5 Of The Most Drug-Fuelled Albums In Rock N Roll History

They'll go down in music folklore, and in many cases nearly finished off their creators. These are albums of danger and excess...
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They'll go down in music folklore, and in many cases nearly finished off their creators. These are albums of danger and excess...

David Bowie - Station To Station (1976)

Having recently finished filming Nicholas Roeg's eerie masterpiece 'The Man Who Fell To Earth', Bowie had suddenly found himself a stranger in an even stranger land. In particular Los Angeles, a morally bankrupt and narcissistic hell by the mid-seventies. It was a place still reeling from the death of the utopian dream and the creepy aftershocks of its demise. Rumours of the occult being the new religion for the Hollywood A list and members of the Manson family still creeping about in the desert gave the place a paranoid, nefarious edge. Added to the fact that Cocaine was being pumped like a bitter well into the mix and suddenly the City of Angels wasn't a holy place to live in at all.

In the midst of this was a slowly unravelling David Bowie. In the grip of a huge and debilitating Cocaine habit, he should have perhaps have gotten help and certainly got a one way ticket out of town. Instead he plowed on with the project talking about being 'attacked by psychic vampires' and diminishing to a standing weight of an astonishing ninety pounds. Living entirely on a diet of milk, red peppers and Cocaine at this point -he was literally wasting away to a vanishing point during the sessions. His frail condition was hardly helped by the people he was surrounding himself with. Various narcissists and hangers on would feed him praise and drugs in equal measures as he kept on with the record. It became an orgy of snowblind madness and excess. By the time it was finished  he knew he had reached breaking point. It was no self conscious cry of an artist either. In truth he also knew that one more line of grade A Cocaine could possibly have killed him.

The resulting album was post-humously divided in its opinion amongst many critics. Whilst many saw it as a masterpiece, others pointed to its strange and cryptic lyrics as a man on the verge of a complete breakdown. Bowie himself however, to this day has no recollection of even making it, but has conceded it to be a cry for help of sorts. He has also admitted that his incarnation of the 'Thin White Duke' was an 'ogre', a person who 'intensified feeling whilst feeling nothing, an amoral zombie.' Tellingly it's been a character he has never really returned to in any capacity.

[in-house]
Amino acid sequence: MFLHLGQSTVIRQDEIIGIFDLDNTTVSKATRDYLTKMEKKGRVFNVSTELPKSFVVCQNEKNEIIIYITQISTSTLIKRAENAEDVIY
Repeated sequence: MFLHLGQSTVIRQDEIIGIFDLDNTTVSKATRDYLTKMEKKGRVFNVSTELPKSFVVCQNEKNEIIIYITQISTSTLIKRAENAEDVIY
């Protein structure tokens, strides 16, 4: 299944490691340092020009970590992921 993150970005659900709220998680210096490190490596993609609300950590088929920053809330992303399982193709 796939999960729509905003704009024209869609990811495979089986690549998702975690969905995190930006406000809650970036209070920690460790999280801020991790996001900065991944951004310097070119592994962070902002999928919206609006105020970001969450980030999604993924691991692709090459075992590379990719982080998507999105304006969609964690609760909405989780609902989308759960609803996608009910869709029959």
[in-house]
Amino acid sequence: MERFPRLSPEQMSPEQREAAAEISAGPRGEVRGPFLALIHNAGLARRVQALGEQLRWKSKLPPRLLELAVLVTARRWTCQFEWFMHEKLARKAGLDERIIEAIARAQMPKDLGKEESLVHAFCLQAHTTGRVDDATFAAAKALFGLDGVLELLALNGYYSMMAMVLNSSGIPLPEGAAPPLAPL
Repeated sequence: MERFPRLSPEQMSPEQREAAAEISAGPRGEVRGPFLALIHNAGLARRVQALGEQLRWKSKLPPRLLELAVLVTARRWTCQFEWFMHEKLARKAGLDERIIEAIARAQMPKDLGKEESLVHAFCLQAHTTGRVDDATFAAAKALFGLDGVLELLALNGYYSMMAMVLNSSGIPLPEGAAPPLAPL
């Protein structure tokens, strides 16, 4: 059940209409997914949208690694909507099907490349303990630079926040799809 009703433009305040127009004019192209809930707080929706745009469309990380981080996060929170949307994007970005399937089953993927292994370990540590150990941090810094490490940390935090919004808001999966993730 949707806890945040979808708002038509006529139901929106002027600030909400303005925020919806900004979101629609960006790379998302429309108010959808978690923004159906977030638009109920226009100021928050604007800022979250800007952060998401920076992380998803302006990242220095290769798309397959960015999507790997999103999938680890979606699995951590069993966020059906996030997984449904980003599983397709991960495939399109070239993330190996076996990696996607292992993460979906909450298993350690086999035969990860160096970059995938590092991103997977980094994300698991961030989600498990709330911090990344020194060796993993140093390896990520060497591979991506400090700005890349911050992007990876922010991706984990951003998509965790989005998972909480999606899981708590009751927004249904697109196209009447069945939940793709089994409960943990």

The Rolling Stones: Exile on Main Street

You only have to look at the resulting pictures from the sessions from 'Exile on Main Street', to realise that the Rolling Stones were hardly riffing on the tones of temperance for inspiration. Bare chested and barely alive, they don't so much resemble a rock and roll band as a bunch of nefarious pirates, sailing headlong into a sea of hedonism without a care in the world.

At the helm of their skull and crossbones ship, was captain Richards, a man who during the early part of the seventies had seemed to metamorphosise from a human being into a Ki Ora crow humming on a telephone pole. In the summer of 1971, a villa rented by the guitarist in the South of France had became the base for the recording of the darkest and greatest record ever made. The resulting sessions became as much an exercise in human endurance as creativity. Fuelled by heroin, literally thousands of pounds per week of the stuff, it was miracle that anything was even recorded at all. Somehow however the Rolling Stones managed to balance themselves out long enough to record an absolute masterpiece. A record that if you listen very carefully to, you can hear the spoons being burned underneath the the dark fizzle of cottons in the background.

Oasis: Be Here Now (1997)

The word expectancy should never have been a problem for the Gallagher brothers. Their supersonic rise from estate wannabee's to rock royalty had, after all, been based on confidence and the knowing narcissism that behind all the music press quotes and pantomime poses was a glut of great songs.